Tunisia, Egypt, Libya, Bahrain and Wisconsin are areas around the world where masses of people have staged protests in recent weeks. Protests in Libya and Bahrain are gaining traction as thousands risk their lives to demand democracy and overturn dictatorial regimes. In the American Midwest, thousands of people in 10 states have participated in walk-outs or assembled at their government buildings, demonstrating support for labor unions and against potential threats to their unions’ ability to make bargaining agreements.
Some Americans are drawing connections between these protests and showing support for protesters in the Midwest and worldwide. A coalition of progressive groups planned solidarity rallies with Wisconsin workers in all 50 state capitols for Saturday, Feb. 26. In Salem, hundreds of people demonstrated. Counter-demonstrations were planned in some states.
It’s debatable how directly the protests abroad have influenced Americans to protest, but some say they are inspired by the changes they’ve seen in the Mideast brought by recent populist movements.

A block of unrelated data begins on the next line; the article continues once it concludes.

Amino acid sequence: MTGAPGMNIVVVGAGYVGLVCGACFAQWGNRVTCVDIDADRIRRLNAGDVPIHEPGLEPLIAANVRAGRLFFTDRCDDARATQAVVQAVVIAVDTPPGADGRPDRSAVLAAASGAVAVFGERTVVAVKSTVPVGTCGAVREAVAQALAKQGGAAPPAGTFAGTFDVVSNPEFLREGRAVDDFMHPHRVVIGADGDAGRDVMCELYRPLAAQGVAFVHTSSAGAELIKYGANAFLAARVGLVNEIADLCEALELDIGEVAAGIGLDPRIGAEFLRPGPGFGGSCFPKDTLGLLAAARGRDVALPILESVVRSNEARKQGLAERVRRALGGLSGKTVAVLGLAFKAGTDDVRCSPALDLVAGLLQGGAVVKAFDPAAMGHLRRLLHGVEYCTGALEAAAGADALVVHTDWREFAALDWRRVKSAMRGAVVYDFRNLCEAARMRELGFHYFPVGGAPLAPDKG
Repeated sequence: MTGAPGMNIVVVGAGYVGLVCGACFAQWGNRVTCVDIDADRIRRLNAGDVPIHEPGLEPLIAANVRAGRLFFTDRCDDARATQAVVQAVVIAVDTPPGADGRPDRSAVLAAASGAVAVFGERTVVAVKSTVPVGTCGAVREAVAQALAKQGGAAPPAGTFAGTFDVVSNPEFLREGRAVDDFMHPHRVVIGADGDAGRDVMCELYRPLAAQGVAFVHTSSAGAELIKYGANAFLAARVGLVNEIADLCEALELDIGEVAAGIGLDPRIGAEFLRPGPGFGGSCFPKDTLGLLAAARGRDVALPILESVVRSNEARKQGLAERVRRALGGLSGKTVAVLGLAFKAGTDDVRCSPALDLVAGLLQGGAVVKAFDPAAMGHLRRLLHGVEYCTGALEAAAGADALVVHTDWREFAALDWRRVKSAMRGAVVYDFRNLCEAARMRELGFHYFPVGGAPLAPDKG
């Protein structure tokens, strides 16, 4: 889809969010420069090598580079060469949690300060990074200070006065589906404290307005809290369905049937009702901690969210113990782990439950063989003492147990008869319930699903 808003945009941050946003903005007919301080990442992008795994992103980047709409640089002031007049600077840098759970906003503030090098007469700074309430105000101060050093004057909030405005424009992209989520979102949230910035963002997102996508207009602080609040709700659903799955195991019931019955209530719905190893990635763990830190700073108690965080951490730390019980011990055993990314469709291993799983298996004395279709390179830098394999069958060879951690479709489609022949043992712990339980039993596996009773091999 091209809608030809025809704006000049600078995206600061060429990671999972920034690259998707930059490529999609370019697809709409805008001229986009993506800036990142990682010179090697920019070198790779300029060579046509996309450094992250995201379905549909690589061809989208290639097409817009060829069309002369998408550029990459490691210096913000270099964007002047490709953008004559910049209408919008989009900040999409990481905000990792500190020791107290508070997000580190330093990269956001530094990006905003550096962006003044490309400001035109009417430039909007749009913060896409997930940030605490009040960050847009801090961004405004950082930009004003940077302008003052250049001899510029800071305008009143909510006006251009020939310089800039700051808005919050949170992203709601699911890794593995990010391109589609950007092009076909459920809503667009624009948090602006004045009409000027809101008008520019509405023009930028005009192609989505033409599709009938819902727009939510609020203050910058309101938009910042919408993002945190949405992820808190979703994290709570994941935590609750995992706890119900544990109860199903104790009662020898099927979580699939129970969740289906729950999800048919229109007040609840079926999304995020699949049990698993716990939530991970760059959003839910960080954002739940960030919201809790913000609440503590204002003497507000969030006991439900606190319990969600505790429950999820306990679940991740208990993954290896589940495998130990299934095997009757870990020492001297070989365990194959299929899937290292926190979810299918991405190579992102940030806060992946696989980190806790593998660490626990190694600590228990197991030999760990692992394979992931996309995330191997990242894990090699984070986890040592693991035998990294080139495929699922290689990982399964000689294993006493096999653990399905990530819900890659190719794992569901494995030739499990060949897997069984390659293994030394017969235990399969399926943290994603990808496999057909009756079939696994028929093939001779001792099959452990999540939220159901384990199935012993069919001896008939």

Have you participated in a protest? What would it take for you to publicly rally? What connections are you making between protests in Wisconsin and other parts of the world? What role do protests play in existing and emerging democracies?
- Becky Little: Member of Teamsters Local 117
- Jeffery Reynolds: Chairman of Multnomah County Republican Party
- Kelley Strawn: Assistant Professor of Sociology at Willamette University
- Mohamed Ben Slama: Translator and Professor at the Mediterranean School of Business in Tunisia
- Jeff Green: Assistant Professor of Political Science at Pennsylvania State University